Gentiles are all nations except Israel. In the Old Testament we find that when Israel was obedient to God, the Gentiles were either friendly or subjected to them. When Israel was disobedient, the Gentiles were used by God to chasten them. Gentile nations around Israel have always had an opportunity of seeking the Lord by contact with His people (Deuteronomy 32:8). When Judah was taken into captivity to Babylon (Jeremiah 39:1–10) in 586 BC, it signalled the commencement of “the Times of the Gentiles” (Luke 21:24), the period of Gentile world power. We will refer to the four great world empires—Babylonian, Medo-Persian, Greek, and Roman empires—later when we briefly look at Daniel’s two visions (Daniel 2, 7).
The Church is not found at all in the Old Testament, as it was still a mystery (Ephesians 3:5–10; Colossians 1:26) prior to the time of Jesus. It is first mentioned by the Lord Jesus as something to be built by Him (Matthew 16; 18) but not elaborated on by Him. The Church consists of those, Jew and Gentile, baptized into Christ’s body by the Holy Spirit sent from heaven (Acts 1:5; 1 Corinthians 12:13), and was initiated at Pentecost. The past, present, and future of the Church are summarized in Ephesians 5:25–27. At some future time the Lord will come for the Church, His Bride (John 14:3) and receive her to Himself, in the air (1 Thessalonians 4:17).
Most prophetic Scriptures may be assigned to one of five major categories. Prophecies concerning: i. The coming of the Messiah; ii. The rise, progress, downfall, and reinstatement of Israel; iii. Certain gentile nations, and the rise and fall of world empires; iv. The Kingdom; and v. The church. Our focus [going forward] will be on the second, fourth, and fifth categories.
Now let’s consider specific keys to correct interpretation of prophetic scripture. Firstly, it is essential to recognize the distinction between Israel and the Church. As one writer puts it, to fuse is to confuse. The Church is not the subject of Old Testament prophecy. All of God’s promises made to Israel will be fulfilled exactly as stated, both in detail and in time. This is particularly important since Jesus spoke prophetically to his disciples as both Jews (Matthew 24), and as a nucleus of the church soon to be formed (John 13–16). We will talk more about this later.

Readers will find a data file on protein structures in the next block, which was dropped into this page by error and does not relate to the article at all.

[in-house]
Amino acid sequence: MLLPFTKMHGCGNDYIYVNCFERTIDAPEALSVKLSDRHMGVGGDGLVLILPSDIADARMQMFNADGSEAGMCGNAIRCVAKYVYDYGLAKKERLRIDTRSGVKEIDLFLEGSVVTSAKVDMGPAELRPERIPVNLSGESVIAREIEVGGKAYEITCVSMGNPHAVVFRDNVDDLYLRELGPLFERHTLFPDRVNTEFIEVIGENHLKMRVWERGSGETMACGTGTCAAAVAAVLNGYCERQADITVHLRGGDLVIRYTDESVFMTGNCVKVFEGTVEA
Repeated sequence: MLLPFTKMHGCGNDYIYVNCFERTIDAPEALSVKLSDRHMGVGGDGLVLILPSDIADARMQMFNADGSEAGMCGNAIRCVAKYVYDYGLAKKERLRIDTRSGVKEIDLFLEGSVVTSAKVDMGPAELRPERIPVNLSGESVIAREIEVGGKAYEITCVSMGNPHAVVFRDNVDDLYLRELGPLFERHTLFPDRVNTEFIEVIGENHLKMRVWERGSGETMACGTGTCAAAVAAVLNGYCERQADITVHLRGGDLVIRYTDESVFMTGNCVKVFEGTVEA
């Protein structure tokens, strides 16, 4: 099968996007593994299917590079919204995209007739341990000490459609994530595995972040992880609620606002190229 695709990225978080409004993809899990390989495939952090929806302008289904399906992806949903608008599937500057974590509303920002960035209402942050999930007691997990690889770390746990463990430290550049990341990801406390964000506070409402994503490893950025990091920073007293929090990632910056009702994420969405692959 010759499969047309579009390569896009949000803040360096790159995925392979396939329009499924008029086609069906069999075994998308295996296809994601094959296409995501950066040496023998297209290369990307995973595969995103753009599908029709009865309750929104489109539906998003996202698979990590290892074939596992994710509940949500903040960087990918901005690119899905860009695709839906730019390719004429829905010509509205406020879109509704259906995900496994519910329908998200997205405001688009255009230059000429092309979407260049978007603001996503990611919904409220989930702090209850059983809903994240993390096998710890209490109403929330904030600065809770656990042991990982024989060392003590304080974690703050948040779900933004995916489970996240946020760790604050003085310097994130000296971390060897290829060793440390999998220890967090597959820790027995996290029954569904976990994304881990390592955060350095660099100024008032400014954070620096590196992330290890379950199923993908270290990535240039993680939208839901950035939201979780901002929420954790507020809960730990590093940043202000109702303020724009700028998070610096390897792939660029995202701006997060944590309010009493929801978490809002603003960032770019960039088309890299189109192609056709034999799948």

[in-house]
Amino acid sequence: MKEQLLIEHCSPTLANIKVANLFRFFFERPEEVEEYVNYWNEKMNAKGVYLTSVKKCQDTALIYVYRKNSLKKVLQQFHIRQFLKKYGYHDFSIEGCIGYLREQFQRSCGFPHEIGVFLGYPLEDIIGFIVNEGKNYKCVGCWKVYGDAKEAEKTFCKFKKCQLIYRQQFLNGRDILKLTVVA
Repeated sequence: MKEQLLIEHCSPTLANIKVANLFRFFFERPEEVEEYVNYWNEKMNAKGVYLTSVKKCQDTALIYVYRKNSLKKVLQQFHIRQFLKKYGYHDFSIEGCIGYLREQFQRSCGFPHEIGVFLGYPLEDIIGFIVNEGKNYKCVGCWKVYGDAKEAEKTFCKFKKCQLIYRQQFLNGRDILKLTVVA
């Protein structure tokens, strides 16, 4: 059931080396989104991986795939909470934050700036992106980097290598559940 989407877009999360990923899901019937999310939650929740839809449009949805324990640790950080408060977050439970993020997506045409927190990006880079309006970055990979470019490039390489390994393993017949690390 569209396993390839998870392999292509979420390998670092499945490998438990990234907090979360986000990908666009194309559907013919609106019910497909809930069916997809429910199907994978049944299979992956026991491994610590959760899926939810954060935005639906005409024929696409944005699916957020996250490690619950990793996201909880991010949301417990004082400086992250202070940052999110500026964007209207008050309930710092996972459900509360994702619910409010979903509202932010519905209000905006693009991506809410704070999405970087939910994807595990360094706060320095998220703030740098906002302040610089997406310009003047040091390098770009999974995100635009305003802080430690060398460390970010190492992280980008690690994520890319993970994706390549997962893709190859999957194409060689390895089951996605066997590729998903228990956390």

Secondly, God’s timetable was established for Israel. Both before, and after, the period of church testimony on earth, events greatly affecting Israel did, and will, occur at set times, exactly as God said they would. We will examine some of this timetable in more detail later on. No time period is given for the formation of the Church. When it is complete the prophetic Clock will start ticking again.
Thirdly, if we are to appreciate the precision of biblical prophecy we must realize that a prophetic year is of 360 days duration. Our modern world calendar is based on the solar cycle, and consists of 365.25 days. However, in the Scriptures we find that the biblical-prophetic year consisted of 360 days. For example, look at the account of the flood as recorded in Genesis 7 and 8. Read verses 7:11, 24 and 8:3–4. Rain began on the seventeenth day of the second month, and water prevailed on the earth for 150 days, until the seventeenth day of the seventh month. Thus five months is equivalent to 150 days. Another example is the time stated for absolute power of the Antichrist over the nations during the tribulation period. In Daniel 7:25 it is three and a half years. The same time is given in Revelation 13:5–7, 11:2–3, and 12:6 as forty-two months and also 1260 days. We will demonstrate this truth when we look at examples of God’s timetable for Israel in the Old Testament, and show the precision of prophecy.
Fourthly, prophecy is always fulfilled precisely and accurately with respect to time and detail. Sometimes specific historic events appear to have been a fulfillment of some Old Testament prophecy. However, unless each specific detail of the prophecy has been confirmed, the event is only a foreshadowing of something that is yet to take place.
This series of posts has been adapted with permission from F. J. Hopton, From Here to Eternity: What Every Christian Should Know, Canada, 1999.